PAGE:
It is audacious to assume that India will continue to remain rural and it will be almost blasphemous from an economist’s lens, to predict that India is likely to become more rural in the next few decades
Rurbanisation (reverse-urbanisation) in India is driven by tech-enabled business models and could very well be one of the most important growth drivers for the Indian economy in times to come
The belief and confidence towards India’s rurbanisation arise from the spiked emergence of new age technology-led models in rural India in the last decade
India is likely to become 43.2% urban (approx. 675 Mn people) by 2035 as per the United Nations – Habitat’s World Cities Report 2022. This urbanisation will be driven by growth in the Indian population as well as migration from villages to cities. The report said that “cities are here to stay, and the future of humanity is undoubtedly urban”.
India already has about 50 cities with a population of over a million people and this number is likely to grow in line with urbanisation trends. In fact, Delhi will emerge as the world’s largest urban conglomerate with a population of over 39 Mn by 2030. Going by the trends seen in the western world, urbanisation is a sign of economic growth. Most developed economies in the world have more than 75% share of urban population.
In this context, it will be an audacious statement to make that India will continue to remain rural and it will be almost blasphemous from an economist’s lens, to predict that India is likely to become more rural in the next few decades. Irrespective of how counterintuitive and contrarian it may sound, rurbanisation (reverse-urbanisation) in India is driven by tech-enabled business models. In fact, rurbanisation could very well be one of the most important growth drivers for the Indian economy in times to come.
The belief and confidence towards India’s rurbanisation arise from the spiked emergence of new age technology-led models in rural India in the last decade, triggered by the more-than-anticipated willingness of rural India to embrace technology for higher incomes and business transformation. Unlike urban-centric tech evolutions (largely focused on driving efficiency and consumption), rural tech adoption trajectory is technology → higher incomes → consumption (with an increase in incomes at the core).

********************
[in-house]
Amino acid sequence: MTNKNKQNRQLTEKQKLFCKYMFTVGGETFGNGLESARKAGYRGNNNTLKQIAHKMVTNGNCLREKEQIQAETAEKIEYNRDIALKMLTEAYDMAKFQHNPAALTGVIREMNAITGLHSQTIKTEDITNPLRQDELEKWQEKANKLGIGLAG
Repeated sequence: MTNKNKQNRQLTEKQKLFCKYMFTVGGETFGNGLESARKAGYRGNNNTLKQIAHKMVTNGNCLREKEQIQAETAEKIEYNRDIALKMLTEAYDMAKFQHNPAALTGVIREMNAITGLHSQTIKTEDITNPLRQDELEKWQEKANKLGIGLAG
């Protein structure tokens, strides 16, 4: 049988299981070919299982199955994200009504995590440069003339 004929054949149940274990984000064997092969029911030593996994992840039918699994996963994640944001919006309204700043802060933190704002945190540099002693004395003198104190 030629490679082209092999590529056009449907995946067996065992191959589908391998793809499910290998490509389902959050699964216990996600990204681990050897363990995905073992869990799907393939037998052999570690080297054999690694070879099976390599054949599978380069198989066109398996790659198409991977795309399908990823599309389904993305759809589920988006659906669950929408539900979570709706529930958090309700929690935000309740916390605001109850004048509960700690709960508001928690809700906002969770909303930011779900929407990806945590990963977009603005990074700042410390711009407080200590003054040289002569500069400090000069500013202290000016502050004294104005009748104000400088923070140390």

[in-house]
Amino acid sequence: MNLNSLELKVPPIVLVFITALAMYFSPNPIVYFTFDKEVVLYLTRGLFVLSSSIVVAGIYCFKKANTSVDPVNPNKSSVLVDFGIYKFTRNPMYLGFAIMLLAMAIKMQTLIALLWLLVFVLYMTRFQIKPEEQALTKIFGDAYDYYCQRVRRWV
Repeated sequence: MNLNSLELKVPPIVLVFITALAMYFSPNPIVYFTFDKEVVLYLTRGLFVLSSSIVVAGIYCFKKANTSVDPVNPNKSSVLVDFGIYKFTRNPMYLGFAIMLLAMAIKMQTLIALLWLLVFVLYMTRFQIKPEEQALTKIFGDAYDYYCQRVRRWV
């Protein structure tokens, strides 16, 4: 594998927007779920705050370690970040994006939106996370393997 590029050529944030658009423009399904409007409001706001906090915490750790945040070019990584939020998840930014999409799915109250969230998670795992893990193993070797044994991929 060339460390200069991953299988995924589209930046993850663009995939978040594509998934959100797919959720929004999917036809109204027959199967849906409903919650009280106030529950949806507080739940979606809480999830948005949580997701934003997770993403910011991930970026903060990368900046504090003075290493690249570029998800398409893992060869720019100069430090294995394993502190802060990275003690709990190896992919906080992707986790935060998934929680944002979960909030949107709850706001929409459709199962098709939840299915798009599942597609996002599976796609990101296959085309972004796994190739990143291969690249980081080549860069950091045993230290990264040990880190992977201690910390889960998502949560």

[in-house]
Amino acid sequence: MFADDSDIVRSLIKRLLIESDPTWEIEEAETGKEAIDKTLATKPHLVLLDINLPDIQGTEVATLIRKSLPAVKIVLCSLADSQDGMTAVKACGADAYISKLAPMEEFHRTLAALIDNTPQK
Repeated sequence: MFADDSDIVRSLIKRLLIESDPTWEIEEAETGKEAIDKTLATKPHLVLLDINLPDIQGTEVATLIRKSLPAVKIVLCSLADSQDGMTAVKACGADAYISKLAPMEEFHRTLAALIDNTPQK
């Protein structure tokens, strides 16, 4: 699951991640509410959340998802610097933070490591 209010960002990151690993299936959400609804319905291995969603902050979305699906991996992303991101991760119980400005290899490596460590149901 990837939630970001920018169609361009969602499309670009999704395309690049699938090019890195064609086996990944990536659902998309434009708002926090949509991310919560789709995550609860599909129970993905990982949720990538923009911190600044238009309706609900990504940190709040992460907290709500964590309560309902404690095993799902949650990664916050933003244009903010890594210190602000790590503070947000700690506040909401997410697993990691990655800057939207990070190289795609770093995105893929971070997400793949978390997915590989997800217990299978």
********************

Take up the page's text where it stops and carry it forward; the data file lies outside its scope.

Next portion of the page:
Another positive part of rural tech adoption is that very little of it is driven by a cash-burn or promotion-led approach. Among the multiple sources of income for people in rural India, agriculture is and will continue to remain at the fulcrum. In the field of agriculture alone, we have seen an ocean of innovative business models in the last decade, solving any problem plaguing the sector for ages.
The majority of the tech-driven innovations in agriculture are led by about 2,000 plus startups. This count is growing and is likely to cross 10,000 before 2030. The best parts of rural-centric startups are relatively low mortality, higher survival probability in funding winter and the fact that there is not even a remote possibility of monopolisation of the market by a handful of startups.
With ‘A’griculture at the core, the six other ‘As’ which will play out in India’s rurbanisation journey are Aggregation, Asset creation, Arbitrage opportunities, Ancillary Industries, Access and Aspirations. Let’s discuss how technology and innovations are catalysing and empowering these six ‘As’.
In the context of rural India, technology is driving aggregation in at least four dimensions: farm produce, farmers, farmland and data.
Aggregation Of Farm Produce
The aggregation of farm produce has traditionally been supply-driven with about 6,600 APMC mandis and many smaller mandis as the key aggregation points. With organisation of the demand for food products at the front-end, supply-side aggregation is catching up to sync up with demand-side aggregation originating from institutional buyers, HORECA, modern trade, ecommerce, quick commerce, kirana stores and end consumers.